Wednesday and Thursday 21 and 22 January

The human burials in our trench turned out to be……….goat burials, of limited interest. Stephen Bourke took one look at the bones and knew straight away. Oh well. Such is archaeology.
On Thursday I dug out a square at the trench no deeper than the first knuckle of my little finger so Jamie could see if it was a pit. Pits dug by our remote ancestors can be annoying for archaeologists. They can result in material from different eras being mixed up, which can muck with findings. After digging out the square, I swept it clear of dust then it was sprayed with a light film of water, so that the difference in soil where the pit was dug would become more visible. No pit there, apparently.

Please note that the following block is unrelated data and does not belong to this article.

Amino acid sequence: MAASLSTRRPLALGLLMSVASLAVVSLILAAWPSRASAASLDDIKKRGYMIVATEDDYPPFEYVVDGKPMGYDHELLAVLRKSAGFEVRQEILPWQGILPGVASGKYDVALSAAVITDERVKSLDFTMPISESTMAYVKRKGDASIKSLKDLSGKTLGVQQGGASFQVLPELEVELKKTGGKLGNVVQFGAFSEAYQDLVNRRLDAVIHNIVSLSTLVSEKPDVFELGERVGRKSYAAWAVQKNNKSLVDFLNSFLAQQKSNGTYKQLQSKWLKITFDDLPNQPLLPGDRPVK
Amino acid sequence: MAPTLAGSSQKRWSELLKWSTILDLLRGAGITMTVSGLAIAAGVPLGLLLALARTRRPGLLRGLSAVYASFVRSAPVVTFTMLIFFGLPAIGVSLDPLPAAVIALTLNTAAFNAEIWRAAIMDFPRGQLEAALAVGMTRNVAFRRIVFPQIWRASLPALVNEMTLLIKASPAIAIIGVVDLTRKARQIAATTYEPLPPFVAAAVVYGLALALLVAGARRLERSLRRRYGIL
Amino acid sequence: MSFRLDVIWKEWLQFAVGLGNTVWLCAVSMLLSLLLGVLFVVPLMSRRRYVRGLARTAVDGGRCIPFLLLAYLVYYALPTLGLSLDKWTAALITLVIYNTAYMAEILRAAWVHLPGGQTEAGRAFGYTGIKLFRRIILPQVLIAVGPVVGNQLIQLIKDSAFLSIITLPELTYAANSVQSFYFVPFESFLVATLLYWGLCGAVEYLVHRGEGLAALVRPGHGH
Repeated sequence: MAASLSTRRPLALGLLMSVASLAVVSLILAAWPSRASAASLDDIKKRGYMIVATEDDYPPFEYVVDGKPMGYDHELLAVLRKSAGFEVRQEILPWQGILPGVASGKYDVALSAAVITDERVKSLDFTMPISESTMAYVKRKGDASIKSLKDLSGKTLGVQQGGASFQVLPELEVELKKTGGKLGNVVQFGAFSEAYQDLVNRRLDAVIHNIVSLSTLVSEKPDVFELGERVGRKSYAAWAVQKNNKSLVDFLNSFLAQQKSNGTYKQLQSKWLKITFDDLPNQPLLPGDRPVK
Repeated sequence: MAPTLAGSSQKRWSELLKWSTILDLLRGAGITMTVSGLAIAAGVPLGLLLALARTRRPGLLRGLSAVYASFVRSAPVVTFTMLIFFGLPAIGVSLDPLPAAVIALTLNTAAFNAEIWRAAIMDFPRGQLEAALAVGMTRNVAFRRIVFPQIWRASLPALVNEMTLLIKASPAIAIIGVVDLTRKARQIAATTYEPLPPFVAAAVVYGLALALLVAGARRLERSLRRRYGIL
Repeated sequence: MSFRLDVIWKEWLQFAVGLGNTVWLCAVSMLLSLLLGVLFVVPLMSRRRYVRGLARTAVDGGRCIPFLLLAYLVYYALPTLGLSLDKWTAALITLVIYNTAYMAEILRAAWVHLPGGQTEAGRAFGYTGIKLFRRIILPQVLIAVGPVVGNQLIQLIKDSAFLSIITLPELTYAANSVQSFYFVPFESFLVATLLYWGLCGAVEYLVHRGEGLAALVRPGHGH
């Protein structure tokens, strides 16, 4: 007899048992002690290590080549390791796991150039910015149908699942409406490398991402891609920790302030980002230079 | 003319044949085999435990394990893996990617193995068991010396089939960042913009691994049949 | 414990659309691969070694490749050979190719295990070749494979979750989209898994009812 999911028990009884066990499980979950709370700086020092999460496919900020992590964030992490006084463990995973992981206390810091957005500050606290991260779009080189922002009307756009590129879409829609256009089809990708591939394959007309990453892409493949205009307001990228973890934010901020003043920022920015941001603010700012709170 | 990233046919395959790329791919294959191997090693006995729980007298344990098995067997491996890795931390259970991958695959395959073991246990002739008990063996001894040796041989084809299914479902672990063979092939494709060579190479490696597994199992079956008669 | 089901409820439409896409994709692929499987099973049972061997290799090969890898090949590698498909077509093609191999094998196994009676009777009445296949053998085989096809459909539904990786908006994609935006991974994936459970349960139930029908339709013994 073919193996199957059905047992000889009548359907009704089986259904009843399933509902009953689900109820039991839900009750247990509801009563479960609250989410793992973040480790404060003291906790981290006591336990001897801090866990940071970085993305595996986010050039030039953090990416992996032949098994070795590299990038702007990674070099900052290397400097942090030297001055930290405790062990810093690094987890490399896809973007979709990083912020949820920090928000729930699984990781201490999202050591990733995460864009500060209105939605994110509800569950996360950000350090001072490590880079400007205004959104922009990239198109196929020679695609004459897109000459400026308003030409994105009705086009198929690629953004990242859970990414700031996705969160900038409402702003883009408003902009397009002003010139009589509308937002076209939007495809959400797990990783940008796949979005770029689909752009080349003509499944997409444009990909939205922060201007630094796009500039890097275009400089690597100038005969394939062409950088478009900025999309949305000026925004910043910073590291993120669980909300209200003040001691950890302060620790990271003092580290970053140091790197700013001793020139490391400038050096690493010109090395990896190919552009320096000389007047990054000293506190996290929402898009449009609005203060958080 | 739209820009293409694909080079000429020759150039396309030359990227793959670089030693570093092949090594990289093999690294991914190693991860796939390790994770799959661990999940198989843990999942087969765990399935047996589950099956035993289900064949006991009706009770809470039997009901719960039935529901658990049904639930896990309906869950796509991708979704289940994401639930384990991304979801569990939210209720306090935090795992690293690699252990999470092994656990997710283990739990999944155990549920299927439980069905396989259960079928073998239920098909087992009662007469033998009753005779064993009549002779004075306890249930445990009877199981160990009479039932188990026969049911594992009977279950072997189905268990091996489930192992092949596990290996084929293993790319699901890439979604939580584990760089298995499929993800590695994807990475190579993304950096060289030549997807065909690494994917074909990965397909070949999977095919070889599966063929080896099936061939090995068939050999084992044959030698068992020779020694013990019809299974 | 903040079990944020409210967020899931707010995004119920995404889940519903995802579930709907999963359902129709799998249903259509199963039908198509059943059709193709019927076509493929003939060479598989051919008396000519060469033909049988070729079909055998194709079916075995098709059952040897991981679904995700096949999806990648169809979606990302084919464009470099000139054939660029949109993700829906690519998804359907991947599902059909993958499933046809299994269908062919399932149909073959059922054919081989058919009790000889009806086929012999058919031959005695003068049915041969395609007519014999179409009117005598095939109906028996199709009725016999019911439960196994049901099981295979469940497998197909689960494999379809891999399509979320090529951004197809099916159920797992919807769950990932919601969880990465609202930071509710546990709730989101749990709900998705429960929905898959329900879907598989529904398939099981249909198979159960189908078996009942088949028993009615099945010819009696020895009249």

THEN!! Later on, back at the dig house, a bit of excitement. A piece of pottery had turned up from our trench which had been bagged a few days ago. It was clearly neolithic pottery with a distinctive herringbone pattern on it, from a way earlier period than the Early Bronze Age stuff we were pulling out of the trench. One piece of neolithic pottery in itself didn’t conclusively prove anything,  but more material from the same era would mean that the trench had been inhabited from a much earlier period.

~ by margoforte12 on February 4, 2009.

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